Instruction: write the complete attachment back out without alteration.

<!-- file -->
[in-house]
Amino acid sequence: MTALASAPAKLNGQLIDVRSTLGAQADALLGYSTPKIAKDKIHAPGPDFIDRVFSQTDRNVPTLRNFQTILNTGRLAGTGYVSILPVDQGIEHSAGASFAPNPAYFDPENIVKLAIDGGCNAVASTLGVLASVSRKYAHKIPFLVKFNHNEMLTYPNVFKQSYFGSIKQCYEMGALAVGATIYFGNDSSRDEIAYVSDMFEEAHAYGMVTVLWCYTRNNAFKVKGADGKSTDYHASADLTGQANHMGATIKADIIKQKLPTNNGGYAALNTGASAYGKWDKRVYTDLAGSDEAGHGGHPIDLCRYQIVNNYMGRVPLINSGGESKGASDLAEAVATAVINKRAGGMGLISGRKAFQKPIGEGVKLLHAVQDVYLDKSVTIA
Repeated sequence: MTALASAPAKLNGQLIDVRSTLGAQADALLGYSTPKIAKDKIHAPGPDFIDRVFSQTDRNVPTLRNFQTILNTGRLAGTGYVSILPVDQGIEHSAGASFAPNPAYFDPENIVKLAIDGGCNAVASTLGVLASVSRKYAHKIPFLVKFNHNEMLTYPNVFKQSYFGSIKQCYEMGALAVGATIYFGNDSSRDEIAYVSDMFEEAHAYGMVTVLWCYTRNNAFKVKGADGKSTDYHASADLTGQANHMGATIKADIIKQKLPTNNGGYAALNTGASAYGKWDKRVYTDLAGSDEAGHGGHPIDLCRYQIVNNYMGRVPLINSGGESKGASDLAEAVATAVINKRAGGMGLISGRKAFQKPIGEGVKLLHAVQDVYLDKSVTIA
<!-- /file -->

[in-house]
Amino acid sequence: MTALASAPAKLNGQLIDVRSTLGAQADALLGYSTPKIAKDKIHAPGPDFIDRVFSQTDRNVPTLRNFQTILNTGRLAGTGYVSILPVDQGIEHSAGASFAPNPAYFDPENIVKLAIDGGCNAVASTLGVLASVSRKYAHKIPFLVKFNHNEMLTYPNVFKQSYFGSIKQCYEMGALAVGATIYFGNDSSRDEIAYVSDMFEEAHAYGMVTVLWCYTRNNAFKVKGADGKSTDYHASADLTGQANHMGATIKADIIKQKLPTNNGGYAALNTGASAYGKWDKRVYTDLAGSDEAGHGGHPIDLCRYQIVNNYMGRVPLINSGGESKGASDLAEAVATAVINKRAGGMGLISGRKAFQKPIGEGVKLLHAVQDVYLDKSVTIA
Repeated sequence: MTALASAPAKLNGQLIDVRSTLGAQADALLGYSTPKIAKDKIHAPGPDFIDRVFSQTDRNVPTLRNFQTILNTGRLAGTGYVSILPVDQGIEHSAGASFAPNPAYFDPENIVKLAIDGGCNAVASTLGVLASVSRKYAHKIPFLVKFNHNEMLTYPNVFKQSYFGSIKQCYEMGALAVGATIYFGNDSSRDEIAYVSDMFEEAHAYGMVTVLWCYTRNNAFKVKGADGKSTDYHASADLTGQANHMGATIKADIIKQKLPTNNGGYAALNTGASAYGKWDKRVYTDLAGSDEAGHGGHPIDLCRYQIVNNYMGRVPLINSGGESKGASDLAEAVATAVINKRAGGMGLISGRKAFQKPIGEGVKLLHAVQDVYLDKSVTIA